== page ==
There are also lessons to be carried over from print and newspapers. Keep the important information that draws people in right at the top, where it won’t be missed. Then, enable several layers of drilling down deeply into the content. The serious reader who is looking to understand is not intimidated. But they are a fraction of the visitors who will come to the site, either on the desktop or the mobile version.

The one thing long content builds over time, gradually, is trust. When the content is rich, well-structured and informative, it builds reputations. Short form is great for emails and landing pages but when users dig deep, they engage deeply as well.

HubSpot also gives you tips on the strengths of the competition in terms of content. That’s an additional point to analyse because those promises are also helping to build the market. It’s important to know the width of promises that attract customers to a category.

Content development has to take into account each of these pointers. It’s never about putting out text, simply by a word count. In fact, the more customer feedback and concerns are addressed when generating content, the more it resonates.

Short vs long attention spans

The feeling has gained ground, with heat maps on websites and the number of distractions that people have, that attention is now fragmented. It is true that attracting attention is now harder than it ever used to be.

Content development should take into account what the end objectives are for a piece of content and how it is consumed. There are several factors that need to be considered.

But when people find something that holds their interest, it is quite likely that this will work uniformly across a whole range of users the same way. The effort involved is in understanding what your customers respond to by experimenting with topics, short and long-form content and having the option to absorb the information with easy-to-understand graphics. People will navigate naturally to what works best for them.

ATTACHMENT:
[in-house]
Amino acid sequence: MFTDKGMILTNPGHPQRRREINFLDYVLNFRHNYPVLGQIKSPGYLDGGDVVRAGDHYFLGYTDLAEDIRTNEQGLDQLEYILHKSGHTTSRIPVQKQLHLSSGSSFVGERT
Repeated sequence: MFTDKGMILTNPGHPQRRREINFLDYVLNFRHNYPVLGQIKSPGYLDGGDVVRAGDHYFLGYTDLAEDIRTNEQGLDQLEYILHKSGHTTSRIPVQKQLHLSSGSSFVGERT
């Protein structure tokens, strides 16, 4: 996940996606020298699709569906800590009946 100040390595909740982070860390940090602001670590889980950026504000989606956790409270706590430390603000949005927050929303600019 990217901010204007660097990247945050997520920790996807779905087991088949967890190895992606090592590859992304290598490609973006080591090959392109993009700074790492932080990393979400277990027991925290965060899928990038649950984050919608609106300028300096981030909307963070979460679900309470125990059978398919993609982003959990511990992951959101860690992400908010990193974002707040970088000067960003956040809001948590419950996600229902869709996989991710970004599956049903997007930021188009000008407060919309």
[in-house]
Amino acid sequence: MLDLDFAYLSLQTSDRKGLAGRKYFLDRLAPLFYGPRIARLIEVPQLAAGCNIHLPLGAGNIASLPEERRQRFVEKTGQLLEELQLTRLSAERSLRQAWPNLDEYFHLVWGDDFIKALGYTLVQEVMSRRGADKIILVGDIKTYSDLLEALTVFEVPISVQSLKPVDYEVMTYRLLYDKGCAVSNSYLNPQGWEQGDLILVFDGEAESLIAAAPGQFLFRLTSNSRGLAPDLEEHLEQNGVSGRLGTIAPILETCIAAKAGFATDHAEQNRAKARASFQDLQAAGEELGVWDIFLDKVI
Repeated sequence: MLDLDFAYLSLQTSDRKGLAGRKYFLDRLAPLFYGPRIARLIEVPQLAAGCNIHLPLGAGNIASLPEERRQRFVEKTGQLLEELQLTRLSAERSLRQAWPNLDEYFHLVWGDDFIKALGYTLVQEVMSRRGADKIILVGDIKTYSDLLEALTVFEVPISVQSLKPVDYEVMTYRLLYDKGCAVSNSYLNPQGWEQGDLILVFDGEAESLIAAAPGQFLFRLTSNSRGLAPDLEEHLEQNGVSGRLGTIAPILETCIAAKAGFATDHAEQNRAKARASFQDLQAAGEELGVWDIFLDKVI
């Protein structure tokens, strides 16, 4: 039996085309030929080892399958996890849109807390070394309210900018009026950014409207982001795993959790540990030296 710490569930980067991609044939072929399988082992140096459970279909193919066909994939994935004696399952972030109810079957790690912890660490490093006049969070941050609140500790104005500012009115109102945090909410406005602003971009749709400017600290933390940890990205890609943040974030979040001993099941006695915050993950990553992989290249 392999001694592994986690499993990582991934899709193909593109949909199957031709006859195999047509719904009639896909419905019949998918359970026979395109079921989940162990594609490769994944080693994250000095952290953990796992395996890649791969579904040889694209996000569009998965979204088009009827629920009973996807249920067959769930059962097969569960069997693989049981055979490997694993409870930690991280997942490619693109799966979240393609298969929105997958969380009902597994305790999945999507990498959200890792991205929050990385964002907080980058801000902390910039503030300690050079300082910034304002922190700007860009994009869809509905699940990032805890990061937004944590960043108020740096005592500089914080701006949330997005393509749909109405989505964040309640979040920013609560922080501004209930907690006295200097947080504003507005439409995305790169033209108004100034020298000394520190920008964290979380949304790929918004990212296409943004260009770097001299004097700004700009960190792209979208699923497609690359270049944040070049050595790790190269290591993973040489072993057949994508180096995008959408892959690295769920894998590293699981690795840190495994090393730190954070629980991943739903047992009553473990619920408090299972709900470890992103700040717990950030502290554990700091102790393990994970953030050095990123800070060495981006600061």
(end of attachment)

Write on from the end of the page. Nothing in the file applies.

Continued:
The relatability of content is another attention magnet. Dry prose which is merely factual is harder to read and understand. Using analogies and reference points from lived experiences tends to get better attention.

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And simply following a leader’s footsteps in not the way to go. Mimicking content instead of carving out the brand voice tends to reinforce the leader. It’s not a good strategy for the long-term.

Talk to our consultants at Blueoshan on building a robust delivery vehicle of content through HubSpot.

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About The Author

Venu Gopal Nair
Venu Gopal Nair

Advertising and Branding Specialist, CEO - Ideascape Communications, A professional journey through the tumultuous years of advertising and communication, starting in 1984. Started out in the age of print, saw the changes with the entry of satellite TV and the momentous transition to digital. Advertising and branding today is vastly different from its practices in the 20th century and the last two decades have seen dramatic changes with smartphone domination. As a Creative Director turned CEO, making the transition personally and professionally has been a tremendous experience.